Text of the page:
Israeli Arabs warn gov't: Razing Beduin settlement is 'declaration of war'

Zahalka emphasized that a stand had to be made in Umm al-Hiran since if it falls quietly, the government would move on to destroy other villages.

A Beduin boy holds Palestinian flags as he takes part in a rally marking Land Day in Umm el-Hiran (photo credit: REUTERS)
A Beduin boy holds Palestinian flags as he takes part in a rally marking Land Day in Umm el-Hiran
(photo credit: REUTERS)
Thousands of Arabs protested across the country on Wednesday to mark the 40th annual Land Day with a major event held in the Negev where community leaders threatened resistance to government plans to destroy an unrecognized Beduin village.
The two main events were held in the unrecognized illegal Beduin settlement of Umm al-Hiran in the Negev and in the northern town of Arrabe. Smaller demonstrations took place in the northern localities of Sakhnin, Deir Hanna, and Kafr Kana.
The first test could come if the government moves to implement the Supreme Court approval of the demolition of Umm al-Hiran and the eviction of its residents in order to build a Jewish town called Hiran.
“Destroying Umm al-Hiran would be a declaration of war against Arabs of the Negev,” Joint List MK Ahmad Tibi told The Jerusalem Post at the event in the Beduin village.
“Umm al-Hiran is the prototype of apartheid,” said the deputy speaker of the Knesset and Ta’al party chairman, adding that Arabs could take the matter of the village to the UN.
Joint List MK and Balad head Jamal Zahalka told the Post that “if Israeli authorities try to expel the residents from the village there will be a confrontation and people will come from all over the country to defend it.”
Zahalka emphasized that a stand had to be made in Umm al-Hiran since if it falls quietly, the government would move on to destroy other villages.
Joint List chairman Ayman Odeh told the Post that it is unconscionable that the government would destroy an Arab village and replace it with a Jewish one. “It would be a terrible crime,” he asserted.
“Arab villages have no roads, no water and electricity, no education system. Opposite the villages are sparkling lights of Jewish settlements and isolated farms. I have no other name for this thing except apartheid," said Odeh.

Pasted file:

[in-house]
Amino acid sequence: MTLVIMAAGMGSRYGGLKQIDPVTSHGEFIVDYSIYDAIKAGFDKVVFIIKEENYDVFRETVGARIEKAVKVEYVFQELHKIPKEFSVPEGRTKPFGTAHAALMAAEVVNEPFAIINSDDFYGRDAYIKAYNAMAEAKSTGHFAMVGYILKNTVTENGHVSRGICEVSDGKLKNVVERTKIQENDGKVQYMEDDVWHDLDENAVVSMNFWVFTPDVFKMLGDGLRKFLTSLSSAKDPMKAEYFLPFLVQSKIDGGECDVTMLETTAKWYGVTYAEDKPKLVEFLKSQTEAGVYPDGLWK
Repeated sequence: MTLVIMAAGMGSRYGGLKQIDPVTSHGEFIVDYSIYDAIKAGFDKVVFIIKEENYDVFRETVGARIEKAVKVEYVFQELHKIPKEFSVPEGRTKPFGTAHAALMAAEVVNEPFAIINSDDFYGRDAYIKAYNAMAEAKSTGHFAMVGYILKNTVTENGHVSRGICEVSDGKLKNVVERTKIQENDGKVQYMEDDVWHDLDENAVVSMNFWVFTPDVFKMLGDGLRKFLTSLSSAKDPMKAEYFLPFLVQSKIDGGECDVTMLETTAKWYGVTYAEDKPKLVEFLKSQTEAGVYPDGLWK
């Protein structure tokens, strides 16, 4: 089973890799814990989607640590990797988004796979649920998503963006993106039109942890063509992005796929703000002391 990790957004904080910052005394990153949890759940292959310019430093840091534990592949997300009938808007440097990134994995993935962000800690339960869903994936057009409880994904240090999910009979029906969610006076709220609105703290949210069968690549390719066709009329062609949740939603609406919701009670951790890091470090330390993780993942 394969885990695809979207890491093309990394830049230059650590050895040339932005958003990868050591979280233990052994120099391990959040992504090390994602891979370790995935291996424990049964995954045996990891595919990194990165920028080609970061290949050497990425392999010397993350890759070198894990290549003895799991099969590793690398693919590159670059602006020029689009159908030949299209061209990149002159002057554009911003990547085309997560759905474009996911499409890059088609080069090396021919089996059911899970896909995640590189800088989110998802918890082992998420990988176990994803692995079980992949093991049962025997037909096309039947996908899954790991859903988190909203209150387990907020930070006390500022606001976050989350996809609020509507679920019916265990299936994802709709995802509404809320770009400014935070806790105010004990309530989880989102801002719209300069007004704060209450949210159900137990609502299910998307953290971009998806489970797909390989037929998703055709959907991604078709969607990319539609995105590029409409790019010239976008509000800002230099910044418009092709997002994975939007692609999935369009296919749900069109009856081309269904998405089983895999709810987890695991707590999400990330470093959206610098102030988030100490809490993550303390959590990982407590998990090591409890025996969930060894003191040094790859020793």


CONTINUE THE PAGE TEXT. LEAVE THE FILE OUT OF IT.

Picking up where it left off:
Land Day is held March 30 every year to commemorate the deaths, in the 1976 riots, of six Galilee Arabs over a government decision to confiscate land.
The Arab Higher Monitoring Committee had decided that Israeli Arabs would protest and hold a general strike because of government house demolitions and the threat of the threat of the evacuation of unrecognized illegal Beduin settlements in the Negev.
Salim Abu Al-Kian, the head of the committee of the unrecognized villages of Umm al-Hiran and Atir, told the Post that Prime Minister Benjamin Netanyahu “needs to recognize our settlement” to demonstrate “we are equal citizens.”
“Don’t destroy our homes to bring Jews. We will fight until the end,” he warned.
Asked if the residents of Umm al-Hiran would accept a compromise solution, he responded that it could be possible if the government first recognized the village and then negotiated over its size.
Local Sheikh Halil Abu El-Kian said that destroying the village shows there is “no democracy and no law.” Asked what would happen if the government starts destroying structures, he responded, “They destroy, we build.”
Adalah – The Legal Center for Arab Minority Rights in Israel, released a report to mark Land Day, arguing that the government exacerbated the housing shortage in Arab towns.
It said that the government made most efforts to reduce housing prices in Jewish and mixed areas. The report also said that 38,095 housing units were tendered for building in Jewish and mixed communities compared to 1,835 in Arab communities.
Raed Salah, the leader of the banned northern branch of the Islamic Movement was also in attendance and, as is usual, railed about the Al-Aksa Mosque on the Temple Mount.
The Higher Committee, which coordinates Arab political action, is made up of Arab MKs, municipal leaders and other community figures and is headed by former Hadash chairman Mohammad Barakeh.
A knowledgeable source from the Arab sector told the Post on Tuesday that there was a fierce internal battle over where to hold the main event and that the Higher Monitoring Committee pushed for the events to be held in Sakhnin and Arrabe.
However, the source continued, “the younger generation prefers the main protest to be held in the Negev where the biggest fight is going on over the land of the unrecognized Beduin village of Umm al-Hiran, which is threatened with destruction.”
The younger generation is more prone to activism and people who have their homes threatened are more emotional, said the source, adding that the battle has pitted communist Hadash against nationalist Balad, with the latter focusing on protests in the Negev.
Arik Rudnitzky, the project manager of the Konrad Adenauer Program at the Moshe Dayan Center of Tel Aviv University, told the Post on Wednesday that “Hadash would like to have the protest associated with past events, with the ‘traditional’ story of the Land Day in the Iron Triangle - Sakhnin, Arrabeh, and Deir Hanna.”
“Balad wants to connect the event to current developments, especially in places where the same government policies of the historic land day are implemented. This is the case of the Negev, from this point of view,” explained Rudnitzky.